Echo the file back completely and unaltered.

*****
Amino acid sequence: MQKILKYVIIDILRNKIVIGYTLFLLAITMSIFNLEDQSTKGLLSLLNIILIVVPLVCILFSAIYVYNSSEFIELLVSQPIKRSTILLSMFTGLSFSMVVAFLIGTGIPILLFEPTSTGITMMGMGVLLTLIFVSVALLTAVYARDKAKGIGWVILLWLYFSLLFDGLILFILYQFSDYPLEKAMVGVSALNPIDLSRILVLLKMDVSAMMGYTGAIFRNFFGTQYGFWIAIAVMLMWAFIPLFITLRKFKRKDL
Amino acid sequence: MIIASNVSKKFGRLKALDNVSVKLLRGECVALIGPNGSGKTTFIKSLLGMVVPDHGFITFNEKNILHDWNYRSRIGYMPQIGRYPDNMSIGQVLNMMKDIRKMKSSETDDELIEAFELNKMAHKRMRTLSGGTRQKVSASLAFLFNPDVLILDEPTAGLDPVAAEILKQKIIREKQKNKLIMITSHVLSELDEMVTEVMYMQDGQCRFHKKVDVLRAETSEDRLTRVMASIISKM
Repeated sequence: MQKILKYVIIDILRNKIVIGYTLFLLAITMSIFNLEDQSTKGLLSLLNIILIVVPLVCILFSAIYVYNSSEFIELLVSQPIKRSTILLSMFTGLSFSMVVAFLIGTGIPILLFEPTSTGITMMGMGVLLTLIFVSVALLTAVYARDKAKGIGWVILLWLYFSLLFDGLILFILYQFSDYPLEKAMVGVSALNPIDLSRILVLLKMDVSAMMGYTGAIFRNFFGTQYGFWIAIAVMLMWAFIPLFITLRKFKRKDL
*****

Amino acid sequence: MQKILKYVIIDILRNKIVIGYTLFLLAITMSIFNLEDQSTKGLLSLLNIILIVVPLVCILFSAIYVYNSSEFIELLVSQPIKRSTILLSMFTGLSFSMVVAFLIGTGIPILLFEPTSTGITMMGMGVLLTLIFVSVALLTAVYARDKAKGIGWVILLWLYFSLLFDGLILFILYQFSDYPLEKAMVGVSALNPIDLSRILVLLKMDVSAMMGYTGAIFRNFFGTQYGFWIAIAVMLMWAFIPLFITLRKFKRKDL
Amino acid sequence: MIIASNVSKKFGRLKALDNVSVKLLRGECVALIGPNGSGKTTFIKSLLGMVVPDHGFITFNEKNILHDWNYRSRIGYMPQIGRYPDNMSIGQVLNMMKDIRKMKSSETDDELIEAFELNKMAHKRMRTLSGGTRQKVSASLAFLFNPDVLILDEPTAGLDPVAAEILKQKIIREKQKNKLIMITSHVLSELDEMVTEVMYMQDGQCRFHKKVDVLRAETSEDRLTRVMASIISKM
Repeated sequence: MQKILKYVIIDILRNKIVIGYTLFLLAITMSIFNLEDQSTKGLLSLLNIILIVVPLVCILFSAIYVYNSSEFIELLVSQPIKRSTILLSMFTGLSFSMVVAFLIGTGIPILLFEPTSTGITMMGMGVLLTLIFVSVALLTAVYARDKAKGIGWVILLWLYFSLLFDGLILFILYQFSDYPLEKAMVGVSALNPIDLSRILVLLKMDVSAMMGYTGAIFRNFFGTQYGFWIAIAVMLMWAFIPLFITLRKFKRKDL